• Conciliation and facilitation should be regarded as preferred mechanisms (as against litigation) for dealing with environmental disputes. It is accepted that such mechanisms have a proven history in the South African context, as well as internationally.

 

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Alternative dispute resolution (ADR)

ADR usually refers to the use of conciliation, mediation and arbitration to resolve disputes.

Conciliation or Mediation is a process where disputing parties get together with the help of a mediator to resolve their dispute. The mediator is an independent person who assists them by developing options, considering alternatives and isolating issues. The aim is to reach an agreement everyone can live with, rather than having a settlement imposed on them by a court.

 

Mediation is effective, because the mediator gets the parties to focus on their needs and interests. Very often these overlap or are compatible, and the parties can agree on a solution to the problem.

Where the focus is on the legal positions - as is the case in litigation - it is usually much more difficult to find common ground.

Arbitration is a process where the disputing parties agree to the appointment of an independent party (the arbitrator) to make a binding decision about their dispute.

Some disputes cannot be resolved by mediation. In such cases a binding decision is required, and arbitration offers an alternative to referring the case to Court. Arbitration is an attractive alternative where:

  • a quick outcome is needed, or where
  • the presiding officer needs specialist knowledge to be able to make a determination.

NEMA Chapter 4 confirms that parties are entitled to agree to refer a dispute to arbitration in accordance with the provisions of the Arbitration Act 42 of 1965. The decision of an arbitrator is final, and can in terms of this Act be made an order of Court. 

 

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The dispute resolution process

Anyone involved in an environmental dispute can request an intervention in terms of NEMA Chapter 4.

Once the department receives your request, it will:

 
 
  • Verify that the request falls inside the scope of NEMA Chapter 4
  • Fully investigate the circumstances of the case
  • Facilitate compliance with the procedures prescribed by NEMA Chapter 4 in order to obtain a decision from the Minister regarding your request.

(Please note that in some cases the authority to allow an intervention lies with the relevant MEC or the Municipal Council.)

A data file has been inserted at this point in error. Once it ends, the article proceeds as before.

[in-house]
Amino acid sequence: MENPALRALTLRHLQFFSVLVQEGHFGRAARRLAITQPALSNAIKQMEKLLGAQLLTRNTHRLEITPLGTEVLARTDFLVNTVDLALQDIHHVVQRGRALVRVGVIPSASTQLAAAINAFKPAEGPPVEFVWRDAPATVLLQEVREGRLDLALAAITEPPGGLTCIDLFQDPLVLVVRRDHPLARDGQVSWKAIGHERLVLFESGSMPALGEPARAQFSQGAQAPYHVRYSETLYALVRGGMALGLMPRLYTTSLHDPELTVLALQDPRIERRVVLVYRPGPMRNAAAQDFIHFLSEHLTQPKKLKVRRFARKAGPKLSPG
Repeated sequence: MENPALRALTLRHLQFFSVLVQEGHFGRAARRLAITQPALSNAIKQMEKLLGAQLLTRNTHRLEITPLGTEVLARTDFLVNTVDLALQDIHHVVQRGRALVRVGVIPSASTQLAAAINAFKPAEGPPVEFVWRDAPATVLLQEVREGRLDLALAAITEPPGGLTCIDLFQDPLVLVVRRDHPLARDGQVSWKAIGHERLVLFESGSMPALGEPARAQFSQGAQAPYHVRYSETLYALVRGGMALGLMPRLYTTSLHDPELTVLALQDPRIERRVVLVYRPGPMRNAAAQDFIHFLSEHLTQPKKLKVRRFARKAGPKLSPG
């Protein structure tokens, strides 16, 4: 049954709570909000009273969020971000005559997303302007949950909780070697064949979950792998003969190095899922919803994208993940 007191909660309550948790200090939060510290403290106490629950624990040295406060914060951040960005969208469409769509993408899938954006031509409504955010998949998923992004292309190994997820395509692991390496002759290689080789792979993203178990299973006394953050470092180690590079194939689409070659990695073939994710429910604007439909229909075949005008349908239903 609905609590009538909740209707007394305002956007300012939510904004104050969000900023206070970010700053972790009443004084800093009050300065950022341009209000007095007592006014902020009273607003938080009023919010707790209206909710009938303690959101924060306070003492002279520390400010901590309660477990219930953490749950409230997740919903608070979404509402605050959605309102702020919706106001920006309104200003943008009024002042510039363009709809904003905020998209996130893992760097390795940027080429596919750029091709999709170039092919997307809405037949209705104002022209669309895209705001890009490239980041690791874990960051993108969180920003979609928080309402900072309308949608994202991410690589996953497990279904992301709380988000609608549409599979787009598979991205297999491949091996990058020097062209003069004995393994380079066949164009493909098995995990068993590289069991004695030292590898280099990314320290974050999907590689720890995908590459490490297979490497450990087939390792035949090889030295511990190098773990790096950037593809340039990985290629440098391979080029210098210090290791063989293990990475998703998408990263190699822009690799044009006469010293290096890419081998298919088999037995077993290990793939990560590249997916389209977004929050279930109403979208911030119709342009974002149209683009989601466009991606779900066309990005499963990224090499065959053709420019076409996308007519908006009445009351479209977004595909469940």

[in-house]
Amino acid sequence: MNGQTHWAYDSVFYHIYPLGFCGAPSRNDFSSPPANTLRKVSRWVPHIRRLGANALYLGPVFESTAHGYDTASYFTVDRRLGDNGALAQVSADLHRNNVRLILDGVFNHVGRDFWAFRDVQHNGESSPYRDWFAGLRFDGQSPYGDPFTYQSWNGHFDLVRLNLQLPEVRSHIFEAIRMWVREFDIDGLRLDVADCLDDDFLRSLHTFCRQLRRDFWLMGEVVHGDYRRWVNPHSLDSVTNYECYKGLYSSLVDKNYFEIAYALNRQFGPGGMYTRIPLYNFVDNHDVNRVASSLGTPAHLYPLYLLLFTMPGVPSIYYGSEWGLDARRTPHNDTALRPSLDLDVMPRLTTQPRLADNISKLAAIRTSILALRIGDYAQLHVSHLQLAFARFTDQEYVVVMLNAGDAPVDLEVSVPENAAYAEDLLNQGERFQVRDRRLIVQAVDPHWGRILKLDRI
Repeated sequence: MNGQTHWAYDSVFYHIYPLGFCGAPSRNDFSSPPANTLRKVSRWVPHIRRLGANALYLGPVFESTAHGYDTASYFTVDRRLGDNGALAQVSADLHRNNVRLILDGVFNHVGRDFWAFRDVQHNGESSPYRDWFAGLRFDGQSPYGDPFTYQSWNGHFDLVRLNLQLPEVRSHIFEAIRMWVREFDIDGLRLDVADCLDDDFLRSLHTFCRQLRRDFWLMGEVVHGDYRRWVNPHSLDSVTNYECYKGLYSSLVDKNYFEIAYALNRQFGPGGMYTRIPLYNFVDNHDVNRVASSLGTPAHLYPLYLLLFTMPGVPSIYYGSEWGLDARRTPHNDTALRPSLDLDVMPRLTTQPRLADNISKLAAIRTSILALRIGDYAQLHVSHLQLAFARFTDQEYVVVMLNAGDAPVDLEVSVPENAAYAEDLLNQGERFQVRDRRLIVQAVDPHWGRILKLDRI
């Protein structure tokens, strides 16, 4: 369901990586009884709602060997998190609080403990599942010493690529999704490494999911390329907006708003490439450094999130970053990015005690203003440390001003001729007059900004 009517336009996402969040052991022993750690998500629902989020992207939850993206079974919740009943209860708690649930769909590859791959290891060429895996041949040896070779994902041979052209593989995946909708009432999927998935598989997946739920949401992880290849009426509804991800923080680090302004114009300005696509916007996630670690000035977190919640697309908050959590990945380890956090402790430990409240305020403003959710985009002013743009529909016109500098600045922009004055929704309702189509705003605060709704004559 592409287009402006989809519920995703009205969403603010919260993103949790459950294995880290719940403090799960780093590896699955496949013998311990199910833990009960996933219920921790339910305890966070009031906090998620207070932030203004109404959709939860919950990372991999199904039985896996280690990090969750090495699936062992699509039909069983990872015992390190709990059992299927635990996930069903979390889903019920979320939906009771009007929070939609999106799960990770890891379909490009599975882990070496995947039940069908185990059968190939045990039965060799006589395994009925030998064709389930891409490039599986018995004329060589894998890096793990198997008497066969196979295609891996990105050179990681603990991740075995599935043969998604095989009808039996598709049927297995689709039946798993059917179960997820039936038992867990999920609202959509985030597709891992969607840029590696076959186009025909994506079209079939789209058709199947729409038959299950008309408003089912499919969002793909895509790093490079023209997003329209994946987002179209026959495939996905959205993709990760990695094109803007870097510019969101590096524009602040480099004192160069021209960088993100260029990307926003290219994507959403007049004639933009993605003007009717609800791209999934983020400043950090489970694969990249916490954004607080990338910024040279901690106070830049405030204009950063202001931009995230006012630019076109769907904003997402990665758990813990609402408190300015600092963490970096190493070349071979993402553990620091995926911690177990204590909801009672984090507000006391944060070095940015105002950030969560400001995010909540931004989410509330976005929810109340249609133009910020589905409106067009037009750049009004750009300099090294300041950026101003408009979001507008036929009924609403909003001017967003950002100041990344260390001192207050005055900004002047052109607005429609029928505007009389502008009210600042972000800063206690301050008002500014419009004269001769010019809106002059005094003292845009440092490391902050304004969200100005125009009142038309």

Once the Minister has authorised an intervention:

  • DEA will appoint an independent process administrator for the case
  • The appointed administrator will facilitate the selection of an independent mediator and organise a meeting between the parties and the mediator
  • If the mediator is able to facilitate an agreement between the parties, the terms of that agreement will be put in writing and signed by the parties.

Such an agreement will be binding on the parties.

  • If no agreement is possible, the mediation will terminate, and the parties may pursue other measures (such as arbitration and or litigation) to resolve the matter.

 

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Refer a case

Anyone involved in an environmental dispute can request an intervention in terms of NEMA Chapter 4. Any such request should be made by completing the request for intervention form, and submitting it to the Department of Environmental Affairs.

An “environmental dispute” can be viewed as any existing or anticipated difference or disagreement or dispute regarding the protection of the environment or the use of natural resources.

Panel of Mediators and Arbitrators

 

The appointment of the arbitrators and mediators is taken from Chapter 4 of NEMA, which reads, "The Minister may create a panel or panels of persons from which appointment of facilitators and arbitrators in terms of this Act may be made, or contracts entered into in terms of this Act. The Directorate: Environment Sector Conflict and Dispute Resolution has advertised invitations of expressions of interest on the Sunday Times newspaper to invite  qualified mediators and arbitrators  to apply  to serve on the Panel of Mediators and Arbitrators in compliance with Section 21 (2) of NEMA Chapter 4.

Click on the link below to see the list of the panel.

>> Panel of Mediators and Arbitrators.

Related information
 

Related Links